In one of those cases, Kilby v. CVS Pharmacy, Inc., the California Supreme Court considered the meaning of section 14 and enunciated several operative principles, including:
- The “nature of the work” under section 14(A) refers to work generally performed at a particular work station, and not specific work duties.
- A trial court should take several factors into consideration in deciding whether the nature of the work reasonably permits the use of a seat, including:
- the frequency and duration each task is performed at the work station;
- whether providing a seat would be feasible (that is, whether a seat would impact the quality and effectiveness of “overall job performance”);
- the physical constraints of the work station; and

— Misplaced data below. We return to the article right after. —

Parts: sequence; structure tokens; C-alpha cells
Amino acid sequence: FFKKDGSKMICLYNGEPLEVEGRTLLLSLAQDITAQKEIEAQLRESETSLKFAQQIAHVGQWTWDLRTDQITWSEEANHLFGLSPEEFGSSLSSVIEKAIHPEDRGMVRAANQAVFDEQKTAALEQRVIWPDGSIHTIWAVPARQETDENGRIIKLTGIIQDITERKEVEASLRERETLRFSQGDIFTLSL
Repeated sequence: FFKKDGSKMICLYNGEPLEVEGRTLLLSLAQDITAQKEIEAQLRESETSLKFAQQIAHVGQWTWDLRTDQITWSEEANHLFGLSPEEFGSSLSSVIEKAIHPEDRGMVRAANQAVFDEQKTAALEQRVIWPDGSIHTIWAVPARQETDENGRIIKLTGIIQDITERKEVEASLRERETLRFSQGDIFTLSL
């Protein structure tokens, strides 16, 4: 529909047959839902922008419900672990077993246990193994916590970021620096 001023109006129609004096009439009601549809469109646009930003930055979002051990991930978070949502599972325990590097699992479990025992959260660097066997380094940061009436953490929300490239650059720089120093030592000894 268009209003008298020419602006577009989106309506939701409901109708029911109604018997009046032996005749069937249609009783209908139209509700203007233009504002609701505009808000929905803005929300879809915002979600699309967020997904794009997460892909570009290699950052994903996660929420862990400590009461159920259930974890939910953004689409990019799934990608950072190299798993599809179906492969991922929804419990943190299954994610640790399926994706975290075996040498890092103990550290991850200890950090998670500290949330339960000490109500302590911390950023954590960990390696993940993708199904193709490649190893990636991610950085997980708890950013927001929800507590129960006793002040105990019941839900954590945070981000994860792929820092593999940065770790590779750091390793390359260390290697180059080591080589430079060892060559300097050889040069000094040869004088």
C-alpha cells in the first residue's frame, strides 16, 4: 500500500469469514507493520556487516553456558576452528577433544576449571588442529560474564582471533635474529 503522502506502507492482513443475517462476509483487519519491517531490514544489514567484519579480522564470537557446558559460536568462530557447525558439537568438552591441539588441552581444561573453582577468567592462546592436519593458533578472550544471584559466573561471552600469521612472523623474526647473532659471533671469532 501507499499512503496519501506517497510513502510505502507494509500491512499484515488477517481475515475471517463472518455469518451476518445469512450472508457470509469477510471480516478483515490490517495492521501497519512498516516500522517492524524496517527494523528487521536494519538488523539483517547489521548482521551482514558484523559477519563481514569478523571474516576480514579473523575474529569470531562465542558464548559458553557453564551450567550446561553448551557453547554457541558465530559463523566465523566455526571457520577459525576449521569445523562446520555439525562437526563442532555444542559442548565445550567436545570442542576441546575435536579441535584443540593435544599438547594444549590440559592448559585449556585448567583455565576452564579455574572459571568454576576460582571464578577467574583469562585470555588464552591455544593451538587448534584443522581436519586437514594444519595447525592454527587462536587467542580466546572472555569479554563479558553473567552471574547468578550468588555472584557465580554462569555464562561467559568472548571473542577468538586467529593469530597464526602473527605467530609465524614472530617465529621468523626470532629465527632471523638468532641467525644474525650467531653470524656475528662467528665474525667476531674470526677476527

- the employer’s reasonable business judgment that the work is best performed while standing, such as delivering excellent customer service.
- The plaintiff bears the burden of proving that the nature of the work reasonably permits the use of a seat, but if the plaintiff meets that burden, then the defendant bears the burden of showing that no suitable seating exists for the work.
The Supreme Court emphasized that “although the seating requirement was meant to protect workers, its implementation was not absolute,” 63 Cal. 4th at 19, and that the reasonableness standard under section 14, with “its attendant flexibility, was intended to balance an employee’s need for a seat with an employer’s considerations of practicability and feasibility,” id. at 18. “Whether an employee is entitled a seat under section 14(A) depends on the totality of the circumstances,” id. at 19-20; to determine if the nature of the work “reasonably permits” the use of seats, a court must undertake “a qualitative assessment of all relevant factors,” id. at 20.